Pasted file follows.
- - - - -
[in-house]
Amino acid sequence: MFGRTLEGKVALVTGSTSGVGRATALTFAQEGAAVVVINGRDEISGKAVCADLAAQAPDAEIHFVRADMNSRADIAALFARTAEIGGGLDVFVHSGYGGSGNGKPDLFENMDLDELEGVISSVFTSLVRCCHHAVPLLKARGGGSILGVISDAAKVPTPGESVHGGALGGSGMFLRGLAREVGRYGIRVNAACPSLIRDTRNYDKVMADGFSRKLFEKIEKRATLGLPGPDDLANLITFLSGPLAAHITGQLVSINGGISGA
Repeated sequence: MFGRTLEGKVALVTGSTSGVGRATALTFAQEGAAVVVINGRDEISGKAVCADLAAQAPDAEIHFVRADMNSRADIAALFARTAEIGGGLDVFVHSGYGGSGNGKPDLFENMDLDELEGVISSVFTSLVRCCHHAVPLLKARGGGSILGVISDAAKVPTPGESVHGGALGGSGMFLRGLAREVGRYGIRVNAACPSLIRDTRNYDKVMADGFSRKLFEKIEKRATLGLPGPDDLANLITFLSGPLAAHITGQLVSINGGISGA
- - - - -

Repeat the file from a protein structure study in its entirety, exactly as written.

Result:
[in-house]
Amino acid sequence: MFGRTLEGKVALVTGSTSGVGRATALTFAQEGAAVVVINGRDEISGKAVCADLAAQAPDAEIHFVRADMNSRADIAALFARTAEIGGGLDVFVHSGYGGSGNGKPDLFENMDLDELEGVISSVFTSLVRCCHHAVPLLKARGGGSILGVISDAAKVPTPGESVHGGALGGSGMFLRGLAREVGRYGIRVNAACPSLIRDTRNYDKVMADGFSRKLFEKIEKRATLGLPGPDDLANLITFLSGPLAAHITGQLVSINGGISGA
Repeated sequence: MFGRTLEGKVALVTGSTSGVGRATALTFAQEGAAVVVINGRDEISGKAVCADLAAQAPDAEIHFVRADMNSRADIAALFARTAEIGGGLDVFVHSGYGGSGNGKPDLFENMDLDELEGVISSVFTSLVRCCHHAVPLLKARGGGSILGVISDAAKVPTPGESVHGGALGGSGMFLRGLAREVGRYGIRVNAACPSLIRDTRNYDKVMADGFSRKLFEKIEKRATLGLPGPDDLANLITFLSGPLAAHITGQLVSINGGISGA